XSA is an XML-based system that allows anyone who is interested to discover new versions of software products as they are released automatically by polling XML documents describing the products. It is mainly intended to help software index maintainers keep their indexes up to date.
If you've ever used a site that collects links to software products or created a software product yourself you probably know already why this is needed. Most software products are usually listed in several different lists, which means that for the author, keeping all of them up to date is a lot of work. Often, the author is not even aware of all the lists that mention his product.
Things are only slightly better for those who maintain the lists: ideally they should check every day for new releases and moved products, but in reality this is far too much work when the products number in the hundreds and thousands. Most list maintainers solve the problem by never checking the entries at all, others check very rarely.
It's really simple: every software maintainer publishes a small XML file (the XSA document) which lists that maintainers software products, version numbers and relevant addresses.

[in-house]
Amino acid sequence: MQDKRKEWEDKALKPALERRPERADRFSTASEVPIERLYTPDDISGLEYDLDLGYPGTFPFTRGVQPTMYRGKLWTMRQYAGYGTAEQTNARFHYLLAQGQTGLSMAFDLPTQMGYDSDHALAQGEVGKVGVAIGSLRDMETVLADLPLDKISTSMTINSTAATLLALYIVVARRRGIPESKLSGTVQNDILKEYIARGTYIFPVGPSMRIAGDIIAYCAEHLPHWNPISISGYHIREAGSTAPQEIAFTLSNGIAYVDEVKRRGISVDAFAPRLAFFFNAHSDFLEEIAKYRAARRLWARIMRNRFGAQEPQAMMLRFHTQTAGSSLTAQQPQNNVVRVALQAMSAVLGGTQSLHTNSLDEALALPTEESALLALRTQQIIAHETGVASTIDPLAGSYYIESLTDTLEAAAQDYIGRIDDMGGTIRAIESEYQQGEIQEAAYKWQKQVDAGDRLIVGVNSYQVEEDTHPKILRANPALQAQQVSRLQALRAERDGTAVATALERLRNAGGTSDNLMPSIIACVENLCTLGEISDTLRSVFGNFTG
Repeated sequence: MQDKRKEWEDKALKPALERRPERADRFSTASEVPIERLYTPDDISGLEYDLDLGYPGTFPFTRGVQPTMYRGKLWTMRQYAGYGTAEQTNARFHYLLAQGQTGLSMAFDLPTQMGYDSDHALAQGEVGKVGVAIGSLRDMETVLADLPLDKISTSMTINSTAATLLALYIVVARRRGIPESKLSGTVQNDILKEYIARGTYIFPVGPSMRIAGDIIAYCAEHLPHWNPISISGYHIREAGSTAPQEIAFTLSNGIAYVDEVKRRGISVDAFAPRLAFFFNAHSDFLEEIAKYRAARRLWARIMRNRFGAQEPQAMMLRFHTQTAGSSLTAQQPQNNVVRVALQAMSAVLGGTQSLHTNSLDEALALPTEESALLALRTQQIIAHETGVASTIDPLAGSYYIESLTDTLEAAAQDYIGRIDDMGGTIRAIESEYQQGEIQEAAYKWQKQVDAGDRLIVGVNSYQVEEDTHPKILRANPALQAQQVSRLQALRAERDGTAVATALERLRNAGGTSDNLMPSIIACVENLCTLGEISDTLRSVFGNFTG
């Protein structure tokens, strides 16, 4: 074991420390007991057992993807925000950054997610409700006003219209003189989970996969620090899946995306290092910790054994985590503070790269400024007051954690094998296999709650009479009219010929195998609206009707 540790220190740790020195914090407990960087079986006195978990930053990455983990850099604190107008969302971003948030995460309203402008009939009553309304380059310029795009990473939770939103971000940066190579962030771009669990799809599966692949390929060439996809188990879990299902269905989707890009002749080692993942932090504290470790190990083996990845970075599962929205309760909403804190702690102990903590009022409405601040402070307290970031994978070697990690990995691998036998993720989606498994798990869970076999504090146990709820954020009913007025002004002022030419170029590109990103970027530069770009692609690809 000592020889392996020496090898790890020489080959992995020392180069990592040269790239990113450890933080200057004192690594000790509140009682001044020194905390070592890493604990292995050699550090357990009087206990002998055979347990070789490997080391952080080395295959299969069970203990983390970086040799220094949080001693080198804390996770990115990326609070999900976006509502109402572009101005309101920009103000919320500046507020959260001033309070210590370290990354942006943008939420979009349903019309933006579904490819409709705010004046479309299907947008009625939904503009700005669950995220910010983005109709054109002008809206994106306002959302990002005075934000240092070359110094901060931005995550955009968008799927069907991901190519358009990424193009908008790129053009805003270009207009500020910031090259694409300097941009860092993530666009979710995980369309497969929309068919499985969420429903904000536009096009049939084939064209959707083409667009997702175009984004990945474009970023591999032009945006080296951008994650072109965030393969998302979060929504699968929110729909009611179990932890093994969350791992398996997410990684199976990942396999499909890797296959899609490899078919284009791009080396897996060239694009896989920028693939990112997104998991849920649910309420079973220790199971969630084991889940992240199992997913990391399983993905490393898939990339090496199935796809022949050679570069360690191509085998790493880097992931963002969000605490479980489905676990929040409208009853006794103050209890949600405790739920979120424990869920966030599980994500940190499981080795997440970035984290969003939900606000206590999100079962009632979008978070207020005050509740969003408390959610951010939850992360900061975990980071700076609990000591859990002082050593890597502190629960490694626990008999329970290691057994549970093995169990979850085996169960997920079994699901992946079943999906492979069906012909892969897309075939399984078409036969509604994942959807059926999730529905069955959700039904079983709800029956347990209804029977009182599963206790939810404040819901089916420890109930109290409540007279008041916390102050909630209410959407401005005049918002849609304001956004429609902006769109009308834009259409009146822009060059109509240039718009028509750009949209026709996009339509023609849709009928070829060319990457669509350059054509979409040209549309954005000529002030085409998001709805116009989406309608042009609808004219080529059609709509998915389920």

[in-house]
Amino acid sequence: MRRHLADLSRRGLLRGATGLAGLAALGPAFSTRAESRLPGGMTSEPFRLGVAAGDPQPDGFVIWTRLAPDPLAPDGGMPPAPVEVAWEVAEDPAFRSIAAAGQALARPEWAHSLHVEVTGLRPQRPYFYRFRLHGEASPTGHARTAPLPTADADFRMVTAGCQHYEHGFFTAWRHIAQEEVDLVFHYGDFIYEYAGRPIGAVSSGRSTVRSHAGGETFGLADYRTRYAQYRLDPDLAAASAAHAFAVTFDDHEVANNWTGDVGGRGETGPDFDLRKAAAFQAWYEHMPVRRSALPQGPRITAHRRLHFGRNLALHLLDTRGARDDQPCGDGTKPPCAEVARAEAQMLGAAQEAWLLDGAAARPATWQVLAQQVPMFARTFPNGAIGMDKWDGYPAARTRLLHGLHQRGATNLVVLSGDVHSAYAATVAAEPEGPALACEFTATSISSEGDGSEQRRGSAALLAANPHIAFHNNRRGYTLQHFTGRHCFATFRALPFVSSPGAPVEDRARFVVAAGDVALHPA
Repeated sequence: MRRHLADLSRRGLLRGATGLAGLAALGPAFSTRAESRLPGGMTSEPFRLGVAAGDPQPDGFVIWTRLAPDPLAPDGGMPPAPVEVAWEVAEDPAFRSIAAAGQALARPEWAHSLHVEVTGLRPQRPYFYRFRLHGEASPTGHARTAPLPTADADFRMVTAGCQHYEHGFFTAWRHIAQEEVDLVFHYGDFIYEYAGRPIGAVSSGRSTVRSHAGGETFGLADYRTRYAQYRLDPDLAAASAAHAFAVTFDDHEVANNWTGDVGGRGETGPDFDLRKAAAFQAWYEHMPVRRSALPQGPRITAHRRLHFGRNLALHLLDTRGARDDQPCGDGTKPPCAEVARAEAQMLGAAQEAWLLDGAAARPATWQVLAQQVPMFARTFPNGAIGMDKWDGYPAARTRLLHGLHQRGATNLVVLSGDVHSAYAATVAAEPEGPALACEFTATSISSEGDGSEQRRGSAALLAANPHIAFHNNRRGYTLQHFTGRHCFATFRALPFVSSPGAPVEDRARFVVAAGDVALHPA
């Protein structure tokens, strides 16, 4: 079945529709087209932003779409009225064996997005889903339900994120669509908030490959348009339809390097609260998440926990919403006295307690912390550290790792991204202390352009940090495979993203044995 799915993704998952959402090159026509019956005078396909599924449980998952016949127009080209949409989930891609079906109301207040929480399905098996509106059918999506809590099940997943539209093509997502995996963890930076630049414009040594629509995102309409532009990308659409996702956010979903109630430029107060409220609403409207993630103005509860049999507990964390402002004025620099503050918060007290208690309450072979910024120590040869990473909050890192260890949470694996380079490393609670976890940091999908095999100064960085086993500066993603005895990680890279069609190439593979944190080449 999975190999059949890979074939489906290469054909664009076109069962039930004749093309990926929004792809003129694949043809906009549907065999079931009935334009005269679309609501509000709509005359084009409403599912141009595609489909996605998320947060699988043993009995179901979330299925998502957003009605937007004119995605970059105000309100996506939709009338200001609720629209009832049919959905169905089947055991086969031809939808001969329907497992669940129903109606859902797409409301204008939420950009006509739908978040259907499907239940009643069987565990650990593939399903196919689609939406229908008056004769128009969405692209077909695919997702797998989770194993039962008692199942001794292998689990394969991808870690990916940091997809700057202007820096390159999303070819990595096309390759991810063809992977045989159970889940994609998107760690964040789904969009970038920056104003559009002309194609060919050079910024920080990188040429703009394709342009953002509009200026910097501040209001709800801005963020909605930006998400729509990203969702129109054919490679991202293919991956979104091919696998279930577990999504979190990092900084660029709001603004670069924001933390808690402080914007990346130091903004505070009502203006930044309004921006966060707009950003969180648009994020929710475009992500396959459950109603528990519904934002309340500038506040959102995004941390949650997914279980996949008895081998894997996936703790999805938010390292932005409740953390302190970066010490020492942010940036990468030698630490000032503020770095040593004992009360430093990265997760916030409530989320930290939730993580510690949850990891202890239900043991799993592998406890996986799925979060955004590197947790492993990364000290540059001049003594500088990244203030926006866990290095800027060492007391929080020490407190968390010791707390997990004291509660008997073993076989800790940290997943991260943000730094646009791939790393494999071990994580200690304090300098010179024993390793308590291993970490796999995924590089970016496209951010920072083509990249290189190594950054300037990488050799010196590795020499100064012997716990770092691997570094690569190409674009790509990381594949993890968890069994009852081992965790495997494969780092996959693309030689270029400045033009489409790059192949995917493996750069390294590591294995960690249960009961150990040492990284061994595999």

Any maintainer of a software list that knows the URL of the XSA document can then set up a program to automatically check the XSA document for new releases and changes to product names and addresses.
XSA was created by me, Lars Marius Garshol, with valuable input from James Tauber and Robin Cover. I use it to keep my list of XML tools up to date, and it was for this reason that I started this project originally.
The DTD, API and checking model are expected to remain stable, although the system may be extended later if the need arises. Backward-incompatible changes will be avoided as far as possible.
Comments, whishes and bug reports are all welcome at firstname.lastname@example.org.
This is a list of all the XSA users that are currently known to me:
This is a list of all the XSA documents known to me at the moment: